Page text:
It therefore would be most desirable to define a process whereby these high strength materials could be fabricated into films, sheets or tapes and “fibers” that are less than 3 mils and preferably below about 2 mils in thickness. The provision of such a process would open up entirely new applications for these materials in such diverse fields as ballistic structures.
It is therefore an object of the present invention to provide a method for the production of UHMWPE films having unique properties that make them amenable for use in structures that have not been possible to fabricate with similar prior art materials.
It is another object of the present invention to provide highly oriented UHMWPE slit film or sheets that can be fabricated into ballistic structures through lamination.
According to the present invention, there is provided a method for the production of a novel class of highly oriented slit films, fibers and sheets of highly oriented UHMWPE that are preferably below about 3 mils and more preferably below about 2 mils in thickness. The process involves: compression molding/compacting a very specific class of UHMWPE starting material under very carefully controlled temperature conditions to yield compacted tapes, fibers or sheets; and calendering and/or drawing the tapes, sheets, films or fibers thus produced under controlled tension at a temperature above the melting point of the UHMWPE material. Slitting of the resulting tapes, sheets, films or fibers with a heated knife results in the production of slit film fibers, films, tapes or sheets that find use in ballistic structures when laminated as described herein.
The method of the present invention provides a process for the production of a unique class of UHMWPE tapes/sheets/slit films and fibers that are preferably below 3 about mils and more preferably below about 2 mils in thickness. The process involves: compacting a very specific class of UHMWPE starting materials under very carefully controlled temperature conditions to yield compacted sheets; and drawing and calendaring the compacted under careful tension control at a temperature near the onset of melt of the UHMWPE material to produce thin fibers, films, tapes and sheets of UHMPE. Slitting of the resulting tapes, films, sheets or fibers with a heated knife results in such products that find use in such diverse applications as dental floss, personal armor, ballistic structures and sails for sail boats fabricated from woven or laminated materials of these fibers, films, tapes or sheets.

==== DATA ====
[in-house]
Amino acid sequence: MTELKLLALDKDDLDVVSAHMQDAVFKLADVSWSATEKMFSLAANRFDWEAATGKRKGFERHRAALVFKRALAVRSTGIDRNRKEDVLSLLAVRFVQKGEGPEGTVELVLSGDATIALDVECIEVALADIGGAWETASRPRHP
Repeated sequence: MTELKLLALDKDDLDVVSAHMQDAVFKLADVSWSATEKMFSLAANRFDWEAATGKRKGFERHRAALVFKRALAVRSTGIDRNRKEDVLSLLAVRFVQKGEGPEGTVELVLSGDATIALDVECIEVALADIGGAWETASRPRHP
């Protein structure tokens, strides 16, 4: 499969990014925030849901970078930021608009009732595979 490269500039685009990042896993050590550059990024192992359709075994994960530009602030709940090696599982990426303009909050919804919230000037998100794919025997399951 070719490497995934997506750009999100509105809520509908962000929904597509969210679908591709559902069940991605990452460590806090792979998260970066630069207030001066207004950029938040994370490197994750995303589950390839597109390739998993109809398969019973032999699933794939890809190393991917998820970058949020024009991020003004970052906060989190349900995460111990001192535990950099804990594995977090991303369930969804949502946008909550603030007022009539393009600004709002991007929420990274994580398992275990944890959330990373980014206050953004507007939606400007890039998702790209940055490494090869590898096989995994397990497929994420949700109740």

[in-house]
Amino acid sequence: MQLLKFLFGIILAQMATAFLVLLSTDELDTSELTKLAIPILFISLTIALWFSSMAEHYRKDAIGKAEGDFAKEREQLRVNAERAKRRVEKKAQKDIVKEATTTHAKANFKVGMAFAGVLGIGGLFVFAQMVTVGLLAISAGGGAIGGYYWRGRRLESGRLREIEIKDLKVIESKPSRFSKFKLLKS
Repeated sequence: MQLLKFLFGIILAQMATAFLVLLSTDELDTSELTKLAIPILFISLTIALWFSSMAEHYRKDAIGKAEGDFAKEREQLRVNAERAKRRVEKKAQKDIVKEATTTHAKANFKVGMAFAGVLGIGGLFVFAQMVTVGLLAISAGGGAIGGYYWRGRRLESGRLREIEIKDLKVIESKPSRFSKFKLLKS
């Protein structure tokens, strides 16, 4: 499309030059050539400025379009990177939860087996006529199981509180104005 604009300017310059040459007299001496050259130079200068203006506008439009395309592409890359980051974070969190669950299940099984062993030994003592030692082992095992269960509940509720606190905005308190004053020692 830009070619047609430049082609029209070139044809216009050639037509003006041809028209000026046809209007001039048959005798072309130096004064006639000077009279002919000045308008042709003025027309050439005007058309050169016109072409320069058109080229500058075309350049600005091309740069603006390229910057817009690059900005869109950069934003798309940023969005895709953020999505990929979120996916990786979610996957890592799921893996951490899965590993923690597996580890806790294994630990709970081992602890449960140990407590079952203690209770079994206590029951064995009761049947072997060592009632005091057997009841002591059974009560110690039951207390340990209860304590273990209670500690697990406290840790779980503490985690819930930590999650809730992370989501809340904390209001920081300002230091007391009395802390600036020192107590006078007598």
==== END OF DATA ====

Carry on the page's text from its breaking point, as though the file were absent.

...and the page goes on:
The term “tape” as used herein refers to products having widths on the order of or greater than about ½ inch and preferably greater than 1 inch, of a generally rectangular cross-section and having smooth edges and is specifically used to distinguish from the “fiber” product materials of the prior art of similar UHMWPE composition that were on the order of ⅛ of an inch wide or narrower and contained ragged or serrated edges about their periphery necessitating twisting in any weaving operation as is well known in the weaving arts. The term “slit film fiber” refers specifically to a “fiber” or narrow tape made in accordance with the present invention that exhibits a generally rectangular cross-section and smooth, i.e. non-serrated or ragged edges. The term “sheet” as used herein is meant to refer to thin sections of the materials of the present invention in widths up to and exceeding 160 inches in width as could be produced in large commercial equipment specifically designed for production in such widths and having the same generally rectangular cross-section and smooth edges. Hence, the fundamental difference between a “tape”, a “slit film fiber” and a “sheet” as used to describe the products of the processes described herein relates to the width thereof and is generally independent of the thickness thereof.
Referring now to